Authors: Benny Nein*, West Chester University, Matin Katirai, West Chester University
Topics: Applied Geography
Keywords: Mental Health, Geographic Information Systems, Rural, Pennsylvania
Session Type: Paper
Presentation File: No File Uploaded
Depression is one of the most common mental disorders in the U.S. and is a risk factor for suicide (Health and Human Services, 2014). Ninety percent of those who die by suicide have an underlying mental illness and suicide is the 10th leading cause of death in the U.S. (National Alliance on Mental Illness (NAMI), 2019). Approximately 44 million Americans experience mental illness every year and mental illness costs America over $193.2 billion in lost earnings every year (NAMI, 2019).
Mental health is a significant issue in Pennsylvania and over 4 % of adults in the state are living with serious mental health conditions and approximately 827,000 adults in Pennsylvania with mental illness received mental health services (Substance Abuse and Mental Health Services Administration, 2016). Sadly, over 53 % of adults with mental illness in Pennsylvania did not receive any mental health related care (Resources to Recover, 2019) and Pennsylvania ranked 13th in the country with access to mental health care services (Mental Health America, 2019).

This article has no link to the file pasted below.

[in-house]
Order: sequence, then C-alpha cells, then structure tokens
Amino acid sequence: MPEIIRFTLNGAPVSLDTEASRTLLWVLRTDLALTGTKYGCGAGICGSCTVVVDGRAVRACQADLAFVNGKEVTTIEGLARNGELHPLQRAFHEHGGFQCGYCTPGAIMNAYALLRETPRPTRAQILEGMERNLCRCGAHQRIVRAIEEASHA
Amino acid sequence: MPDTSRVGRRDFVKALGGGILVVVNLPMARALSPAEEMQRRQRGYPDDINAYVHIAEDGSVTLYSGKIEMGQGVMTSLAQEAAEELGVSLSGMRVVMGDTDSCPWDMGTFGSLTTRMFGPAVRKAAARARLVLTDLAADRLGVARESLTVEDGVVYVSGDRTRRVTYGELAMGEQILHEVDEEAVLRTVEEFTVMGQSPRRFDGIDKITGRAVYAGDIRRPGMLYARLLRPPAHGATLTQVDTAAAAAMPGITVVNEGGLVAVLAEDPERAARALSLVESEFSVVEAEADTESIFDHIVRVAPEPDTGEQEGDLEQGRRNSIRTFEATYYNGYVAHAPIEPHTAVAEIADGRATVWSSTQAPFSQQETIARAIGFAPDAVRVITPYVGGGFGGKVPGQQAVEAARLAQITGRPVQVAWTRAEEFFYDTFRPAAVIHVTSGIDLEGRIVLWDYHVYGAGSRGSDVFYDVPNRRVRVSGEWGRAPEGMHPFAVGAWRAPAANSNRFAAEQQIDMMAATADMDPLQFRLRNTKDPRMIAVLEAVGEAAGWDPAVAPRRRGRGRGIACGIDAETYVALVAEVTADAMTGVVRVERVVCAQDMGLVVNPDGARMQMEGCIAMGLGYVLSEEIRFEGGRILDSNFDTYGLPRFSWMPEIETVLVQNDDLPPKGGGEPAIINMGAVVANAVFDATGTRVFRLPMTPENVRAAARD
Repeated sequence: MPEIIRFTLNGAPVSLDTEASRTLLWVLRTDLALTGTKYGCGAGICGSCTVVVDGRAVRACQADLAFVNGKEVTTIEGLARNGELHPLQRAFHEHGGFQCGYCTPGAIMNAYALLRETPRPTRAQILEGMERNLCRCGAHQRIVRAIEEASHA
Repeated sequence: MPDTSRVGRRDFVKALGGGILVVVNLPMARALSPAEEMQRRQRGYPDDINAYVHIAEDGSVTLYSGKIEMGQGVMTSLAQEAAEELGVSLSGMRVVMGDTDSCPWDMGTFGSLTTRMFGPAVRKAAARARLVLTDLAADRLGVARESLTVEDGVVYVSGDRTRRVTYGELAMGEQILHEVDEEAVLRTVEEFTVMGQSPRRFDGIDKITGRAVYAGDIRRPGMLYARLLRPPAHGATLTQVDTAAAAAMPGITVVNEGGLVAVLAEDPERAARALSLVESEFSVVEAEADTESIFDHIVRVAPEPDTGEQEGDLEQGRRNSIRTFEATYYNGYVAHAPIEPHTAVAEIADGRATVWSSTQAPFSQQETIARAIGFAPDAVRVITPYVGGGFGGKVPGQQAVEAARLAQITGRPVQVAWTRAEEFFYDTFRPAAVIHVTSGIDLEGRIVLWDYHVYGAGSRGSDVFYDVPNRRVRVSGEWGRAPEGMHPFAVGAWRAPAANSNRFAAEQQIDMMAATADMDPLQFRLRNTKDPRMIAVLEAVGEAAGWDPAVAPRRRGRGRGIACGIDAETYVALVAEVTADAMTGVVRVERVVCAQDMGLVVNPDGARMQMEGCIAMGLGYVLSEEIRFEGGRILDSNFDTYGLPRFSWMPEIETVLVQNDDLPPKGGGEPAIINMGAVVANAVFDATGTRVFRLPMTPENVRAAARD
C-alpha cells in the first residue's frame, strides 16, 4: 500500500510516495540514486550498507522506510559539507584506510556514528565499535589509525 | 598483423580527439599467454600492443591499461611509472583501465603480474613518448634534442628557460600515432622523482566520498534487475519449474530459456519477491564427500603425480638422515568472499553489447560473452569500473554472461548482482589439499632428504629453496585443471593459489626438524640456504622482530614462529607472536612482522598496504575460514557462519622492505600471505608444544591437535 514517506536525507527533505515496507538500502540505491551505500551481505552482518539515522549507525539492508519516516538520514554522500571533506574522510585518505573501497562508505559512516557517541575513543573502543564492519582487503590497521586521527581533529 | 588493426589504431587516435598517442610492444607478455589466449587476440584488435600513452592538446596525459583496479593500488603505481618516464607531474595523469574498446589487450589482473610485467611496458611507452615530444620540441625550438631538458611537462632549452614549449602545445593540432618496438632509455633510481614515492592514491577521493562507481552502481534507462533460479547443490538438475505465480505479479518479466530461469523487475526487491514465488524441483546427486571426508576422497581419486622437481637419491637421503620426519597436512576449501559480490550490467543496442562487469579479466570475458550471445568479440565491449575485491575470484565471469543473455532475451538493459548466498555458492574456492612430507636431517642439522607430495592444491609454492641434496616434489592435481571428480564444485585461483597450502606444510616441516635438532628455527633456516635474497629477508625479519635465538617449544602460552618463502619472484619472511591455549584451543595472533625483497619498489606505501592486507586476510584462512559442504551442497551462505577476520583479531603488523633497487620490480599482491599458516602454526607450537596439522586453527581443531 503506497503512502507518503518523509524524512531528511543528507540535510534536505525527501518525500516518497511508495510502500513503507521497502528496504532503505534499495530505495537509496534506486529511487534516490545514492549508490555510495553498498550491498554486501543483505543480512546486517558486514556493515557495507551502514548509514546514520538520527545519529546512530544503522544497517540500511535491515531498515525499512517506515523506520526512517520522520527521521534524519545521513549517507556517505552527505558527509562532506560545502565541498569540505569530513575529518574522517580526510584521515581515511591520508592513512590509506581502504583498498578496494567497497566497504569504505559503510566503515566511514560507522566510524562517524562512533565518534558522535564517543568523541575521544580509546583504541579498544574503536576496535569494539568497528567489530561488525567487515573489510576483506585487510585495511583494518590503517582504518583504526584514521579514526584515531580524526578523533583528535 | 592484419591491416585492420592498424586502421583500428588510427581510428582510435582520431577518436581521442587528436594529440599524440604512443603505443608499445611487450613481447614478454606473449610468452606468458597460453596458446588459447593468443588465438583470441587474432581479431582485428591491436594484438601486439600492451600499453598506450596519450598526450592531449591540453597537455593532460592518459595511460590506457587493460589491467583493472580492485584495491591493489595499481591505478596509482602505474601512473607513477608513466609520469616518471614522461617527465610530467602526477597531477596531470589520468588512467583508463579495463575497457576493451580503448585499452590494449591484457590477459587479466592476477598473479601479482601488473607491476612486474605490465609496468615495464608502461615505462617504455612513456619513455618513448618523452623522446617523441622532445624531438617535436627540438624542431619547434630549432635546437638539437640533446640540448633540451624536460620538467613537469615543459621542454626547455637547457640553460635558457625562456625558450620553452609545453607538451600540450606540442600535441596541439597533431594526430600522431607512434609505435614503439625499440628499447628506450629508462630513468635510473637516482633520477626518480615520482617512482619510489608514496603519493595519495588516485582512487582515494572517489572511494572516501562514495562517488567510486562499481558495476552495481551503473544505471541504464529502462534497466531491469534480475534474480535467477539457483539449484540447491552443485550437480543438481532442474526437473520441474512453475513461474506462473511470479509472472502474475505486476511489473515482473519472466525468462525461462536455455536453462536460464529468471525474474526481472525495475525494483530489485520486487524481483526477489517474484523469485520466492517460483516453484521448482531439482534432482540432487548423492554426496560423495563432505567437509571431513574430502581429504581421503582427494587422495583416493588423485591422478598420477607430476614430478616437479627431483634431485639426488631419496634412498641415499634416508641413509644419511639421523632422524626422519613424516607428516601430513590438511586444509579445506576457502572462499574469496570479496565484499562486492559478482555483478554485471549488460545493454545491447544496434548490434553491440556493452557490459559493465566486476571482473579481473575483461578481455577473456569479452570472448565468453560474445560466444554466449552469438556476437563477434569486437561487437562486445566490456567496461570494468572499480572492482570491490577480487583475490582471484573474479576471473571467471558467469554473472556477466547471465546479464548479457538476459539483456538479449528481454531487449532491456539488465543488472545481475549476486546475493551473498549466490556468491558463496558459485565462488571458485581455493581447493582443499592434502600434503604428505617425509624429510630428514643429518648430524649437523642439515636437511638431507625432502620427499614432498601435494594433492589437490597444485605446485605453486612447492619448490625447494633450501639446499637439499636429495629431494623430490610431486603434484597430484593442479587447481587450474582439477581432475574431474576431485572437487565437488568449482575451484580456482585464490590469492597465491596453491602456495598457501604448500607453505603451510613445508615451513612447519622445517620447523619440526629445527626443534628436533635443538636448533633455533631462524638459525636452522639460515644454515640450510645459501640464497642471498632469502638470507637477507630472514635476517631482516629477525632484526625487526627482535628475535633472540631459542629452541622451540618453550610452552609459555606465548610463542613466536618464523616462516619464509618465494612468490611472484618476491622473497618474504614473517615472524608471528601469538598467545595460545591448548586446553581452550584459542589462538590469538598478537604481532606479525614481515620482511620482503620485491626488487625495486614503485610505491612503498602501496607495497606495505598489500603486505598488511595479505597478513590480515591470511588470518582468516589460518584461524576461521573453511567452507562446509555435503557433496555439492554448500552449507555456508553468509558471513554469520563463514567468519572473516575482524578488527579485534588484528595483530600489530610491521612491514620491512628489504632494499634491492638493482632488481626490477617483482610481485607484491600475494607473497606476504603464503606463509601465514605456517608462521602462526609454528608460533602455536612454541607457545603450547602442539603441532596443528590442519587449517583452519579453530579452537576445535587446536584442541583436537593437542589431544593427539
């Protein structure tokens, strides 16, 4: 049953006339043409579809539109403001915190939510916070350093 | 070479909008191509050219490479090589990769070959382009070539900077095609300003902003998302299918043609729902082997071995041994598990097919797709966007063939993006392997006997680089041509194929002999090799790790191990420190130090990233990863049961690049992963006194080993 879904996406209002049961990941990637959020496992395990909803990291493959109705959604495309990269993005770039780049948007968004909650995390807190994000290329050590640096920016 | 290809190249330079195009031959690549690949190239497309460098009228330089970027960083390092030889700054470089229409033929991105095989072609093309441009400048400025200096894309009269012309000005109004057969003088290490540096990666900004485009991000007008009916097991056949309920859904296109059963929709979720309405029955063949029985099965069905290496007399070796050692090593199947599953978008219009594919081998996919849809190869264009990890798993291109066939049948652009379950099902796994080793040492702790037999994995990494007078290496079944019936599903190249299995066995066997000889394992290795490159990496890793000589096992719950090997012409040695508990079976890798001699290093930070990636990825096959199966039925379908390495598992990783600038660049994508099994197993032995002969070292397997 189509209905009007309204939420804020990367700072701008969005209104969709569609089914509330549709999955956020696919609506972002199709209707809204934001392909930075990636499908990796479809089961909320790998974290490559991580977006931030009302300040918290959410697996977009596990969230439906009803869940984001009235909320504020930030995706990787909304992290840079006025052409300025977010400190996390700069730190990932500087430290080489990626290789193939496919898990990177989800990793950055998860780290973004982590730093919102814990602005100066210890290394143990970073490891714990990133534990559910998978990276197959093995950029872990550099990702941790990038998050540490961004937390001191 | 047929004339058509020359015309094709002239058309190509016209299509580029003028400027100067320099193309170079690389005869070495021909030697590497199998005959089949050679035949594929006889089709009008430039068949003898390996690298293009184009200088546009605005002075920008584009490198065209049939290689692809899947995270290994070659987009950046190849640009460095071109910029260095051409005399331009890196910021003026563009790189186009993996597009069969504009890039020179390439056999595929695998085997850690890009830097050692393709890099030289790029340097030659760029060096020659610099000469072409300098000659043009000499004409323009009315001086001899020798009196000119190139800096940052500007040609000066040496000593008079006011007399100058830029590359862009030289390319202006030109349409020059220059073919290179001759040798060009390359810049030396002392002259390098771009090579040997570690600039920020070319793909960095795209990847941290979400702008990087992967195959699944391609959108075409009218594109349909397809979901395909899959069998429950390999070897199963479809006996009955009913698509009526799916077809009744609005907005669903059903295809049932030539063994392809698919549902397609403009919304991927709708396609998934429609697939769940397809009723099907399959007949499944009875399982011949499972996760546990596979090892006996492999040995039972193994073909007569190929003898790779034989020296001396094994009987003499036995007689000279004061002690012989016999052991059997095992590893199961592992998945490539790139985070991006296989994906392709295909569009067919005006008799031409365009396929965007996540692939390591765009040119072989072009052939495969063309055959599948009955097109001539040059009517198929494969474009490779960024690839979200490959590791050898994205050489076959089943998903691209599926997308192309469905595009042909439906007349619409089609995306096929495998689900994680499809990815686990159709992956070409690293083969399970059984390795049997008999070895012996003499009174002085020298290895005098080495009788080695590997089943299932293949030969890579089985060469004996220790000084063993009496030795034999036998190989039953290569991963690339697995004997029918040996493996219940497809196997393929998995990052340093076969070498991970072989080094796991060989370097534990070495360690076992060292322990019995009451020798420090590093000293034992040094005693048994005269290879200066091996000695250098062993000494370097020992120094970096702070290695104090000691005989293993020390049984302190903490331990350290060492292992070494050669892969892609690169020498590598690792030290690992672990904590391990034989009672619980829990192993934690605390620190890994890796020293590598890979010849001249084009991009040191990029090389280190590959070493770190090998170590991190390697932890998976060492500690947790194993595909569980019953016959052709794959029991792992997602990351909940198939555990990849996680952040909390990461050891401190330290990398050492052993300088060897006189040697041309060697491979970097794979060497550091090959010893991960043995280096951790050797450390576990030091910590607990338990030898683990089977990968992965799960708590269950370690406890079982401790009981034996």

Rural populations are underserved, have major health and behavioral disparities, face persistent shortages of mental healthcare providers, and have limited access to care (Mental Health Association in Pennsylvania, 2018). This study examines spatial access to mental health care services in rural Pennsylvania by using Geographic Information Systems to identify populations living within a 30-minute drive time of a mental health care provider to find areas that lack access to coverage and make recommendations for future mental health service locations.
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